Test Your New Product Idea with These 4 Questions

Just because you can do something doesn’t mean it’s a great idea. Many online marketers, whether they’re new or experienced, tend to jump into building their latest product or project without asking themselves a crucial question: “Is my product idea any good?”

I get asked this question all the time, and I never give a yes or no answer. Frankly, what I think really doesn’t matter, which is why instead I’ll ask them, “What makes you think your idea is good?”

Exciting Ideas vs. Must-Have Products

The graveyard of failed products and businesses is filled with ideas pursued solely because the founders fell in love with the concept.

Now, there’s nothing wrong with being excited about a startup idea or falling head over heels for it before you get started. But before you dive too deep into bringing your idea to life, you need to take time to validate it beyond your own feelings.

This presents a tricky situation. You can’t just go around asking random people what they think of your idea because opinions don’t really matter. When asking the question, you are exposing your unfinished idea to people who might not understand it, offer unhelpful suggestions, or even steal it.

On the other hand, relying solely on your own judgment is a trap. Think of an idea as being like a baby – You might think your own baby is utter perfection while everyone else sees a screaming, sticky, wrinkled, red-faced pooping machine. Same baby but two entirely different perspectives.

That’s why, the next time you come up with what you believe is a brilliant and revolutionary new idea, ask yourself why you think it’s good. If you can’t fit the answer into one of the following four categories, then it’s best to let go of the idea.


Are You Creating a New Product Category?

This is one of the most common sources of inspiration for product ideas, but be warned: It also contributes to the majority of failed products in the graveyard.

For example, your traffic generation product doesn’t just drive traffic to an offer, it eliminates the need for traffic by doing something totally new and radically different than anything else out there. It’s the ‘anti-traffic-generation-product.’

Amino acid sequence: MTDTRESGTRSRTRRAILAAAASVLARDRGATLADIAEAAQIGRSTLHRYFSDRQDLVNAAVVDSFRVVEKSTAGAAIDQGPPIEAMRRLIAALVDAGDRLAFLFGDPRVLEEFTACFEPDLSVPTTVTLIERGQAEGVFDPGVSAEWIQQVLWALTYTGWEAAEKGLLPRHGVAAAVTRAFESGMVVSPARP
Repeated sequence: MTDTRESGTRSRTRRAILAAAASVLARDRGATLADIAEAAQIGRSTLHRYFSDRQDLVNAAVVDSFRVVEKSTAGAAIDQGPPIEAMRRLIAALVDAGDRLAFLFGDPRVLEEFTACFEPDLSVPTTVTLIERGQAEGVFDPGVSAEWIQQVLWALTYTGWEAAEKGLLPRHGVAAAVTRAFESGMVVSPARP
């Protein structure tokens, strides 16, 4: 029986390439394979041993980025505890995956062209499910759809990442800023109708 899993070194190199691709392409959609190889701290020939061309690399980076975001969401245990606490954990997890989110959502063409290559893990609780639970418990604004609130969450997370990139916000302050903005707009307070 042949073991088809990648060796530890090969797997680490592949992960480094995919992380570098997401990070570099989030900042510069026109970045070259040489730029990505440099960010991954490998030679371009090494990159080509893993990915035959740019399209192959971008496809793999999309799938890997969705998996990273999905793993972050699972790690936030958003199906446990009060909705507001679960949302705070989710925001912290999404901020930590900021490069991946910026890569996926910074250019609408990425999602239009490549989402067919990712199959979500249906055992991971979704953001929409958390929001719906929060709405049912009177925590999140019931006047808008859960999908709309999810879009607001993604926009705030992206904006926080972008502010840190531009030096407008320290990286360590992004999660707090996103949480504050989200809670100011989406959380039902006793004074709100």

Here’s the problem: Marketers think in terms of driving traffic, and like most people, they generally dislike change. “New” isn’t always a benefit—it can actually work against you.

Instead of, “Here’s a great method to drive traffic,” you’re now having to first educate your prospects that they don’t need traffic as they know it, that there’s a better/different way from anything else they’ve done before, that this method does not cause legal problems or make prospects mad, that it’s something they can do, that it’s something they want to do, and so forth.

It’s exhausting. When air cleaners were first introduced, very few people jumped up and said, “I want to buy one!” Instead, the companies that made the new air cleaners spent years and a ton of money educating people that indoor air is bad before their products finally became a somewhat acceptable and common household item.

To start proving the viability of your idea, ask yourself, “Why doesn’t it already exist?” If the success of your product seems obvious once it exists, there are likely numerous reasons why no one has attempted to turn it into a business. Or perhaps they did try and failed. Understand the reasons it hasn’t been done before and figure out how to overcome them before moving forward.


Are You Seizing a Massive Market Shift?

Imagine your idea caters to a small market right now, but there’s tremendous potential for it to grow rapidly. This is where entrepreneurship comes into play – spotting trends and being the first to offer the perfect solution for those early adopters. By doing so, you position yourself to reap the benefits when the mainstream eventually catches up.